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  1. #31
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    Here is a link to someone that posted directions on how to make a version of a down quilt. It could be used to help make an underquilt. I think it is similar to what thru-hiker uses for a kit, or what they based their kit off of. I forgot about this one, dino posted it over at WB. Here is the thread where she did that people are talking about making a quilt. Do some other searching there. I remember reading other threads at some time.
    Last edited by Coffee; 01-08-2007 at 22:53.
    Is that too much to ask? Girls with frikkin' lasers on their heads?
    The hanger formly known as "hammock engineer".

  2. #32
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    Quote Originally Posted by The Breeze View Post
    thanks hammonk engineer for the help you got it going on.
    Neah, I just read everything I can online and try a lot of DIY projects. That and I can't seem to leave well enough alone. Pretty soon though my number of projects that worked may equal the ones that didn't. I have 2 hammocks, 1 hammock sock, a couple stuff sacks, and a couple of sets of skins so far that work. Versus a failed quilt, bad set of skins, a hammock that ripped, and 2 failed tarps. But that is half the fun.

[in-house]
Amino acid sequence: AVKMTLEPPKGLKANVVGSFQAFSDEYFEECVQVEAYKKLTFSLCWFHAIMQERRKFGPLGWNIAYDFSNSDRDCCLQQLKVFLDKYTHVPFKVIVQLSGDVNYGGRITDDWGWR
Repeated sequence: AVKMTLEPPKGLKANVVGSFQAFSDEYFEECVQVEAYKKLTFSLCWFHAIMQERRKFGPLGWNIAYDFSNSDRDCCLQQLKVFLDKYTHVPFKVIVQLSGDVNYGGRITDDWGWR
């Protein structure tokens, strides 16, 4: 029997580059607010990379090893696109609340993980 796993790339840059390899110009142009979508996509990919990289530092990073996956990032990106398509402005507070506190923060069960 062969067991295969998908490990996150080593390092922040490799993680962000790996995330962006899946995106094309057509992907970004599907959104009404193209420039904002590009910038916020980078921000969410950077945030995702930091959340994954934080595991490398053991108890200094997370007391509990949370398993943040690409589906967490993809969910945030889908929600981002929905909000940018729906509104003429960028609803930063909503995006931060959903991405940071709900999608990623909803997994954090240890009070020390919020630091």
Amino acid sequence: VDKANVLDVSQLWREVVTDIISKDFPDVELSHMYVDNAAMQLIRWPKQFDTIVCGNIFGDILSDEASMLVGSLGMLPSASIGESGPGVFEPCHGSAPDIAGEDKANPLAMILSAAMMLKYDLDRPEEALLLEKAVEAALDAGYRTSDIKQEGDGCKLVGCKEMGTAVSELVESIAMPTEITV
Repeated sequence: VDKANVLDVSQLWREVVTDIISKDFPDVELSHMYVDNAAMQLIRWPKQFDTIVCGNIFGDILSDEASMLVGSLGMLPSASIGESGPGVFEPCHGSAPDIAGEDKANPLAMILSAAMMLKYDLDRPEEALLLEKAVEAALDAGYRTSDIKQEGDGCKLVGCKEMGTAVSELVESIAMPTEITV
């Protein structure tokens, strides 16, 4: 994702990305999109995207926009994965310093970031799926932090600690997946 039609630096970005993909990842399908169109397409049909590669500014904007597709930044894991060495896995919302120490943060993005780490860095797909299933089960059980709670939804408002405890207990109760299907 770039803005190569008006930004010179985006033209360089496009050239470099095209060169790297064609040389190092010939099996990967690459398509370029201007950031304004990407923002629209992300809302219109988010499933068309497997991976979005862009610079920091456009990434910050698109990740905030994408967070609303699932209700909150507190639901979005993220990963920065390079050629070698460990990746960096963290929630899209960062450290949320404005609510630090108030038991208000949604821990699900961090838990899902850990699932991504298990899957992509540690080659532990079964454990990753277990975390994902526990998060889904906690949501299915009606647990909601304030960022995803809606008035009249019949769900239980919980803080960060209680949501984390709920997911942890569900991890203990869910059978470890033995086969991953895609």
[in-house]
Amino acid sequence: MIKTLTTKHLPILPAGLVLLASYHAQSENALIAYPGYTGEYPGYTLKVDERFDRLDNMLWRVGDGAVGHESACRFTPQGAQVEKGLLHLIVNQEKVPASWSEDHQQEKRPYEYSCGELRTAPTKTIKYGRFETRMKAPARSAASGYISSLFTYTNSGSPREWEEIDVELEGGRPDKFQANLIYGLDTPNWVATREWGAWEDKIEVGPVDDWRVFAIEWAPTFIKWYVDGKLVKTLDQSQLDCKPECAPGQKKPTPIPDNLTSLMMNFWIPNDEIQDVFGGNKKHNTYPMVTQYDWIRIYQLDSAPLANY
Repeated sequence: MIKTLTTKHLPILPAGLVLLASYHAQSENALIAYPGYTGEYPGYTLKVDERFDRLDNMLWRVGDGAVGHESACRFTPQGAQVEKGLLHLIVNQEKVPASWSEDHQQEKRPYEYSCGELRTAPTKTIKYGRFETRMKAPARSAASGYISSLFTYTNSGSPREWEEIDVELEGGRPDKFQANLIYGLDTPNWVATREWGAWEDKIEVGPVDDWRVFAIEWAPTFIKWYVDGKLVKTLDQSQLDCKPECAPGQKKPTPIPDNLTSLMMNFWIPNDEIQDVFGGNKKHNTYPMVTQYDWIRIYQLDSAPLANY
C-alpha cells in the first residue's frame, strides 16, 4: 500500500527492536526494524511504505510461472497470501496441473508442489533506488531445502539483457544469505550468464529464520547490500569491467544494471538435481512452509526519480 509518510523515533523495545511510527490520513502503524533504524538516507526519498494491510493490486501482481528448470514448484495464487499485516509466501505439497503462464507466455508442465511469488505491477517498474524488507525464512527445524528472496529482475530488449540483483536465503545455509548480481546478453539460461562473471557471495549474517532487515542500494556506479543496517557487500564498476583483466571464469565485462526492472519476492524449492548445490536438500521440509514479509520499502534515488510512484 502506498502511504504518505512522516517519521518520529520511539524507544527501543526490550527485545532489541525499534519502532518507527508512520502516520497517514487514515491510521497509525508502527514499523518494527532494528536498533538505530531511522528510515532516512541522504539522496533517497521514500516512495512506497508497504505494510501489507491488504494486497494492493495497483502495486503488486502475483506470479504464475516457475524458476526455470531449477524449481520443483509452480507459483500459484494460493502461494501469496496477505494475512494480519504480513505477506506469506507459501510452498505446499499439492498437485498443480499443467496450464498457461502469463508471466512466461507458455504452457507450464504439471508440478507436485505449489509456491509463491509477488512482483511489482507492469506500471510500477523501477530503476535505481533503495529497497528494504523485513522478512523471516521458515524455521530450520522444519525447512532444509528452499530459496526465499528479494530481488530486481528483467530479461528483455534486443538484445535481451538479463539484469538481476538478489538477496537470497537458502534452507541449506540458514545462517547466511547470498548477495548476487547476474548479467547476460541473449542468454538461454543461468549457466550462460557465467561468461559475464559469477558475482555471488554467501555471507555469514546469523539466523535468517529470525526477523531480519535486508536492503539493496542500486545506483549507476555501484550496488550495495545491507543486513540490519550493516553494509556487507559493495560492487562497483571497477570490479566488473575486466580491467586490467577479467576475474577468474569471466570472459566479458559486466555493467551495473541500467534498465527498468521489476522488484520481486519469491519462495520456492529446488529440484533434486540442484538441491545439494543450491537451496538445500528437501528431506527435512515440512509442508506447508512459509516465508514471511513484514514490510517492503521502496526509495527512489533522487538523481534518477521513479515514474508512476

Is that too much to ask? Girls with frikkin' lasers on their heads?
    The hanger formly known as "hammock engineer".

  3. #33
    Senior Member The Breeze's Avatar
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    thanks

    great links man hope to meet you at the camp out if i make it
    Bear bait what??? Your It!!!!!!!!

  4. #34
    Member Touch of Grey's Avatar
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    Another successful test...

    Okay guys and gals, I fixed the issues and rehung the hammock yesterday. Then had my son who is two inches taller and 60 lbs lighter get in while I did a preliminary adjustment to everything.

    He crawled out and I crawled so that final adjustments could be made under my weight conditions.